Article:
FARMINGTON — A letter will be sent to county commissioners and selectmen will attend a commissioners’ meeting regarding the release of program grant funds.

Town Manager Richard Davis told selectmen Tuesday, Feb. 11, he had received several phone calls and emails from concerned citizens regarding the commissioners’ decision not to release funds approved during last year’s county budget process. Western Maine Community Action had been approved for $30,000; Western Maine Transportation Services $10,000 and SeniorsPlus $1 as a place holder.

“I don’t think letters are effective. They’re too easy to ignore,” Davis said. “It would be better for a contingent of selectmen from this board to attend the commissioners meeting, ask them to explain their action or lack of action.”

Selectman Michael Fogg spoke of the town meeting a few years ago where Charlie Webster, representing the commissioners spoke.

“He was barraged with reasons why they should be funded and his flat refusal that they weren’t going to,” Fogg said. “They haven’t changed their minds.”

Davis said, “There’s a difference between a philosophy of not wanting to fund these agencies. Gradually phasing them out for whatever reason is one thing. When the budget gets approved, these agencies are relying on this money.”

He compared the commissioners’ action to having Farmington voters approve the library budget then having the board deciding not to pay the funds.

Selectman Matthew Smith agreed that letters aren’t effective.

“It is harder to look someone in the face and justify what you’re doing,” he said. “It would be better for we, as a board, to show up and ask questions.”

Selectman Chairman Joshua Bell said he agreed somewhat with Davis.

“If budgeted, the commissioners should release the funds or give a good explanation why not,” he said. “I think their minds are made up.”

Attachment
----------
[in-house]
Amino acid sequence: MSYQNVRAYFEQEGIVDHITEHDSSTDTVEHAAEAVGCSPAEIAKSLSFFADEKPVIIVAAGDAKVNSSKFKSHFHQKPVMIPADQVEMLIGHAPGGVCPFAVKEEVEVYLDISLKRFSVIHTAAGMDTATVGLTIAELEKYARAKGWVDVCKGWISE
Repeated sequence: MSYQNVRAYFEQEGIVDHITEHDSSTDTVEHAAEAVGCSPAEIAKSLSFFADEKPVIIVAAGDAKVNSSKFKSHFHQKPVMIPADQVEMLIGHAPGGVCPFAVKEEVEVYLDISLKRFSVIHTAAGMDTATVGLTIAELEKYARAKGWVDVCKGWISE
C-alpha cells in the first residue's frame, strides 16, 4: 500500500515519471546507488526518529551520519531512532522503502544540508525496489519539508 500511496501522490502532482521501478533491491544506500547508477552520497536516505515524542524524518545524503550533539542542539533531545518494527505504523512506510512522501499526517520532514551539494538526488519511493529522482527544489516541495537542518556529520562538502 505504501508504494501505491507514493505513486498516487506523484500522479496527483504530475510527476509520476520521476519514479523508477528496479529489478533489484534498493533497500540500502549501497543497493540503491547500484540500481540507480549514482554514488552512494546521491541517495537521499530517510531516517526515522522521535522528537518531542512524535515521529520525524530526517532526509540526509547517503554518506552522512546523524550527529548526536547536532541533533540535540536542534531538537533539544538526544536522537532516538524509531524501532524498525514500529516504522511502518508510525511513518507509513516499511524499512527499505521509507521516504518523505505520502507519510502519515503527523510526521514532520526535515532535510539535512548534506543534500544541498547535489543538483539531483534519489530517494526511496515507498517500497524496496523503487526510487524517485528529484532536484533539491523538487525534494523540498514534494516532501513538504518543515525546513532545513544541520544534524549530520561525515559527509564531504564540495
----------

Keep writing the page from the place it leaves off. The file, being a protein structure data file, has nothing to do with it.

Selectman Stephan Bunker said, “This is the first time the commissioners have chosen not to authorize those expenditures.

“I take exception to the process.”

Selectman Scott Landry said, “We have to pay them (county taxes), but they don’t have to pay their obligations. It wouldn’t hurt to send them a letter and visit them.”

The next commissioners meeting when all the commissioners will be in attendance is 10 a.m. Tuesday, March 17. Selectmen will attend that meeting.

Western Maine Transportation Services Community Relations Director Craig Zurhorst attended the meeting in case the board had questions for him. The agency received a letter from the commissioners stating there would be no future funding for the agency.

“We have no qualms with that. Our concern was we found out about this in the press long after there was time to find other options to counter that loss. It puts us in a compromising position,” he said. “We’re absolutely humbled by what we’re seeing from the community over this matter.”

Davis shared two emails he received pertaining to the commissioners’ decision with the board.

Carolyn Frost wrote, “I thought we needed two vehicles in our area and now I learn that we are threatened with having no service at all.”

Originally from New York City, she never learned to drive her email stated. When her husband needed a wheelchair they relied heavily on WMTS to get to appointments. Since his death, WMTS has been her mainstay for getting around.

“It has allowed me to be independent,” Frost said.

Carole Kane, assistant director for Work First, Inc. and mother of an adult autistic son, also sent Davis an email. Without WMTS, many adults with disabilities would remain home and isolated it said in part.

“Without Western Maine’s on-demand bus services you are taking away a service that will be detrimental to this particular population,” she wrote.

In other business, the board approved the 2020 sewer budget of $1.002 million, down $307 from this year. A sewer rate of $39.90 per 500 cubic feet with an additional $7.98 per 100 cubic feet thereafter was also approved.

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